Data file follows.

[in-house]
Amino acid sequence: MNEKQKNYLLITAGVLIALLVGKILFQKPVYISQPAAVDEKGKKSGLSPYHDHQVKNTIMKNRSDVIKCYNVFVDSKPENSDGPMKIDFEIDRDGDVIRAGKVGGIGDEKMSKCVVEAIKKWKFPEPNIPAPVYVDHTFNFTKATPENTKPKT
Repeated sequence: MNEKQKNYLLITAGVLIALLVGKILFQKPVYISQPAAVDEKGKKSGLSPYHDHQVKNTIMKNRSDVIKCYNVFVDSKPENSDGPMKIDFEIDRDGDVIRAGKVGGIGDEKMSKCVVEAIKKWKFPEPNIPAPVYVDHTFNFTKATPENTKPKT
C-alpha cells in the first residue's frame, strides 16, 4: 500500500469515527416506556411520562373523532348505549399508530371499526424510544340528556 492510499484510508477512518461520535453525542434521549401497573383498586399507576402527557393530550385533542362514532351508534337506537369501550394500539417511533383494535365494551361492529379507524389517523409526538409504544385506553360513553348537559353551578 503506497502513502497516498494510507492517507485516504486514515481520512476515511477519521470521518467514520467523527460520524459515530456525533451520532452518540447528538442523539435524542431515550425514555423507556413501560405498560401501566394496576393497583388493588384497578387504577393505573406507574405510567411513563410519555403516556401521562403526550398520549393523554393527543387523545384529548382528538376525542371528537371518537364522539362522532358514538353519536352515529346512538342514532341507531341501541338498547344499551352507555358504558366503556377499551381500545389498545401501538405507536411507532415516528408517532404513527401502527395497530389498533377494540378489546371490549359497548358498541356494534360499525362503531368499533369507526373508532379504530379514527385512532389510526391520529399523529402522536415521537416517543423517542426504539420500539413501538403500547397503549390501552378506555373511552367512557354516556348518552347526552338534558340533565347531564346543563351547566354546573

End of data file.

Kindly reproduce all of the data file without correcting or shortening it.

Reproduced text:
[in-house]
Amino acid sequence: MNEKQKNYLLITAGVLIALLVGKILFQKPVYISQPAAVDEKGKKSGLSPYHDHQVKNTIMKNRSDVIKCYNVFVDSKPENSDGPMKIDFEIDRDGDVIRAGKVGGIGDEKMSKCVVEAIKKWKFPEPNIPAPVYVDHTFNFTKATPENTKPKT
Repeated sequence: MNEKQKNYLLITAGVLIALLVGKILFQKPVYISQPAAVDEKGKKSGLSPYHDHQVKNTIMKNRSDVIKCYNVFVDSKPENSDGPMKIDFEIDRDGDVIRAGKVGGIGDEKMSKCVVEAIKKWKFPEPNIPAPVYVDHTFNFTKATPENTKPKT
C-alpha cells in the first residue's frame, strides 16, 4: 500500500469515527416506556411520562373523532348505549399508530371499526424510544340528556 492510499484510508477512518461520535453525542434521549401497573383498586399507576402527557393530550385533542362514532351508534337506537369501550394500539417511533383494535365494551361492529379507524389517523409526538409504544385506553360513553348537559353551578 503506497502513502497516498494510507492517507485516504486514515481520512476515511477519521470521518467514520467523527460520524459515530456525533451520532452518540447528538442523539435524542431515550425514555423507556413501560405498560401501566394496576393497583388493588384497578387504577393505573406507574405510567411513563410519555403516556401521562403526550398520549393523554393527543387523545384529548382528538376525542371528537371518537364522539362522532358514538353519536352515529346512538342514532341507531341501541338498547344499551352507555358504558366503556377499551381500545389498545401501538405507536411507532415516528408517532404513527401502527395497530389498533377494540378489546371490549359497548358498541356494534360499525362503531368499533369507526373508532379504530379514527385512532389510526391520529399523529402522536415521537416517543423517542426504539420500539413501538403500547397503549390501552378506555373511552367512557354516556348518552347526552338534558340533565347531564346543563351547566354546573